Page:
Web Only / Culture » April 18, 2012
Will Sanity Prevail on CBS?
It’s style versus substance for morning news shows. Guess which one is winning.
CBS brought on Charlie Rose to help change its format. But are people tuning in? Or are they happy with the fast food gimmicks that are the mainstay of Good Morning America and Today?
Watching network TV morning shows tends to be like listening to strangers yelling at you inside your kitchen: “Wake up, America! We have hot, young one-percenters to show you! Plus the latest in home appliances!”
Charlie Rose and Gayle King, anchors of the new CBS This Morning, are not loud and overly energized. Their 60 Minutes-talk show-morning program hybrid, which premiered in January, is slow journalism: Interviews last longer, and the show airs serious news features, like a April 12 segment on the investigation into Indian IT company Infosys for U.S. visa fraud, and what that kind of fraud means for American software engineers. For anyone interested in a calm, newsy, adult conversation over breakfast, CBS This Morning is the only option. News junkies should care about this show’s future, because it says a lot about where TV journalism is headed.
The morning shows matter: Evening news viewership may be down, but morning show viewership is solid, and it’s a money-making machine for the networks. But CBS has struggled in the morning news segment. It has tried copying NBC and ABC, in the same way all three networks (plus CNN) have copied the opinion-focused Fox News over the last 15 years. It’s gotten them nowhere. The Early Show, which CBS This Morning replaced, lagged well behind behind both NBC’s Today and ABC’s Good Morning America in the ratings.
CBS brought on Charlie Rose to help change its format. They’re concocting a whole new mousetrap over there on the West Side of Manhattan. As one CBS spokesperson said to me recently, they’re “in it to win it.”
But are people tuning in? Or are they just as happy with the fast food gimmicks that are the mainstay of Good Morning America and Today?
Consider this: When Katie Couric filled in for Good Morning America host Robin Roberts during the “ratings wars” of early April, Today producers thought it would be funny to bring in Sarah Palin as its guest host, pitting her against Couric in a kind of rematch to the 2008 tragicomedy widely considered to be Palin’s worst-ever election season interview. Palin, coupled with Top 40 DJ and American Idol host Ryan Seacrest (who will be covering the Olympics for NBC), helped Today win the war with 5.07 million total viewers, compared to Good Morning America’s 4.6 million.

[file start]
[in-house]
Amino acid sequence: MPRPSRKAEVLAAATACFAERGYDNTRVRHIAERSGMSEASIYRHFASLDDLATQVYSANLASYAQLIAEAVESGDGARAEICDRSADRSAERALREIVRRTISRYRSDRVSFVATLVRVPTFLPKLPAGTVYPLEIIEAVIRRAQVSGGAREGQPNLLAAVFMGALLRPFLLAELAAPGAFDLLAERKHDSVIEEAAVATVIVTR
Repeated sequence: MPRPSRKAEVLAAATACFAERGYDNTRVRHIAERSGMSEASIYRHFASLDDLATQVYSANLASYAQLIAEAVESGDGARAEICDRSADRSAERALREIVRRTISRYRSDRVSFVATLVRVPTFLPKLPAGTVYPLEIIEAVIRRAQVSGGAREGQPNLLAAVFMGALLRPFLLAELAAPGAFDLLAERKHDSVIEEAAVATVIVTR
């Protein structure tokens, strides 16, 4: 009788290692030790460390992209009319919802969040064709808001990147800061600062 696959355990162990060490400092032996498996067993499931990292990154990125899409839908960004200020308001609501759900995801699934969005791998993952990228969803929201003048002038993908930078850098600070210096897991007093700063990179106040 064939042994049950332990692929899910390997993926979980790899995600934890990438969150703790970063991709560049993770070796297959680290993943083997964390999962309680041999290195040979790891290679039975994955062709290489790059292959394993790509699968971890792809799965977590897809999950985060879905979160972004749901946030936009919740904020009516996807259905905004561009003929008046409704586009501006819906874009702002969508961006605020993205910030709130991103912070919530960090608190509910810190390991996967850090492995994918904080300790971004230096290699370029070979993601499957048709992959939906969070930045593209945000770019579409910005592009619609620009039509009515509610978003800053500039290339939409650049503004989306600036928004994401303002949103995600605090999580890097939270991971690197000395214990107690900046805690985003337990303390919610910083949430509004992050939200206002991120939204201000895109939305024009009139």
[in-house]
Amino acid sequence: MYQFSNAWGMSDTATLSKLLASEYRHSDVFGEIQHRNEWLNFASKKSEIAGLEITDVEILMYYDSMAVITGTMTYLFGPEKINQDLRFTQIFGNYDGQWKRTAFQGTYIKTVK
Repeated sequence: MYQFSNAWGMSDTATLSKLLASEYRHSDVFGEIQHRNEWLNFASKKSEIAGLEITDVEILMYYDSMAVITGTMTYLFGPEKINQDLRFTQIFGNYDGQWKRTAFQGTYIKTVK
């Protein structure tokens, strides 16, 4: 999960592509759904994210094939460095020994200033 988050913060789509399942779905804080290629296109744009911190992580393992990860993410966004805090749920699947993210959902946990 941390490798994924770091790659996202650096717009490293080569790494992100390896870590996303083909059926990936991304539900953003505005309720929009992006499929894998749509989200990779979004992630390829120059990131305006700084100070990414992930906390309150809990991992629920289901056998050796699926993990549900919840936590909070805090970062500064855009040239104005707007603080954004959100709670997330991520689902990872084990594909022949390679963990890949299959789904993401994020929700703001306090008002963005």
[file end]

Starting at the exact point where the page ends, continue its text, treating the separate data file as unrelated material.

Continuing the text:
CBS This Morning wasn’t even mentioned in stories on the ratings race at The Huffington Post. It’s as if the show doesn’t exist. The only mention of it in a discussion of the morning shows on WNYC’s The Takeaway implied that Rose and King will never succeed. Maybe, New York Times media reporter Bill Carter said on the segment, CBS should have hired Oprah Winfrey, who had just appeared on the show, instead.
It’s true. We do care more about Ashley Judd’s puffy face.
One of the reasons news budgets continue to get slashed is that no one is paying attention. From a business perspective, it’s cheaper and easier to air 15 seconds of cross-promoting celebrities or bring in a local chef to discuss the latest in haute cuisine than it is to staff a newsroom full of reporters, producers and fact checkers who need to earn a living wage.
The CBS This Morning format is based around Rose’s interview style. But he’s a slow cooker. He’s old. He’s probably not even a “belieber".
But wait! Take heart, news fans: According to Nielsen, CBS This Morning gained viewers in its second month, rising from an average of 2.7 million viewers in January to 2.9 million in February. (Good Morning America, for comparison, went from 4.8 million to 4.9 million. And Today, thanks to morning star Matt Lauer, rose from 5.3 million to 5.5 million viewers.)
The Nielsen numbers show that CBS This Morning’s viewership rose 11 percent among women aged 25 to 54 (a key demographic for the morning shows) between the last week of March and the first month of April–and that demographic is up for the network from the same time last year. The show’s overall March viewership basically held steady compared to the first two months of the year, logging 2.8 million. So CBS This Morning hasn’t lost any “Early Show” viewers, despite the format change. And it’s got A-list talent almost daily (like King’s pal Oprah, who praised the show when she made her appearance earlier this month). But the new show is still well behind Good Morning America and Today, which both had more than 5 million viewers in March, according to Nielsen.
Morning show viewership is in part a matter of habit, as CBS programmers will tell you. People are just more used to Good Morning America and Today. A quick look at the thread of comments by the news junkies over at The Huffington Post suggests that people may be coming around: GMA and CBS This Morning have really improved,” writes one user. Another one says, “I made the switch to CBS months ago, no regrets.”
There’s a lot at stake here for CBS. If this format doesn’t interest viewers, cloning Good Morning America and Today hasn’t proved any better. People concerned that American journalism has gone more Gawker than New York Times should care about this outcome, or at the very least change the channel.
A longtime reporter and foreign correspondent for Dow Jones and the Wall Street Journal, Kenneth Rapoza is an In These Times columnist who writes about the news business. His work has also appeared in The American Prospect, The Nation and at Salon.com. He can be reached at email@example.com.
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